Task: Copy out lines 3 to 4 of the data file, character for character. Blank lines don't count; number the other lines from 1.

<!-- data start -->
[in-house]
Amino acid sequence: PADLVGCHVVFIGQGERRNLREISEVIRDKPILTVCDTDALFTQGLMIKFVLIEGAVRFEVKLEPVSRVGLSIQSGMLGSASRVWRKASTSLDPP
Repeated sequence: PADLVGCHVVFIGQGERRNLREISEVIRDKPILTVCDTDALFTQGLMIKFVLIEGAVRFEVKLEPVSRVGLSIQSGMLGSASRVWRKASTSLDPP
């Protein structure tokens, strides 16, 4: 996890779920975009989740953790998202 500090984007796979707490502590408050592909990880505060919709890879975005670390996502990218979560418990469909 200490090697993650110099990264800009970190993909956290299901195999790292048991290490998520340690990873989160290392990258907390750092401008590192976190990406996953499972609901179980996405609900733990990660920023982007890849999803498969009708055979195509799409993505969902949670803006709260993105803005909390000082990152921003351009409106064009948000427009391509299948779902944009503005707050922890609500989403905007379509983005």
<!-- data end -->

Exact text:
Repeated sequence: PADLVGCHVVFIGQGERRNLREISEVIRDKPILTVCDTDALFTQGLMIKFVLIEGAVRFEVKLEPVSRVGLSIQSGMLGSASRVWRKASTSLDPP
């Protein structure tokens, strides 16, 4: 996890779920975009989740953790998202 500090984007796979707490502590408050592909990880505060919709890879975005670390996502990218979560418990469909 200490090697993650110099990264800009970190993909956290299901195999790292048991290490998520340690990873989160290392990258907390750092401008590192976190990406996953499972609901179980996405609900733990990660920023982007890849999803498969009708055979195509799409993505969902949670803006709260993105803005909390000082990152921003351009409106064009948000427009391509299948779902944009503005707050922890609500989403905007379509983005």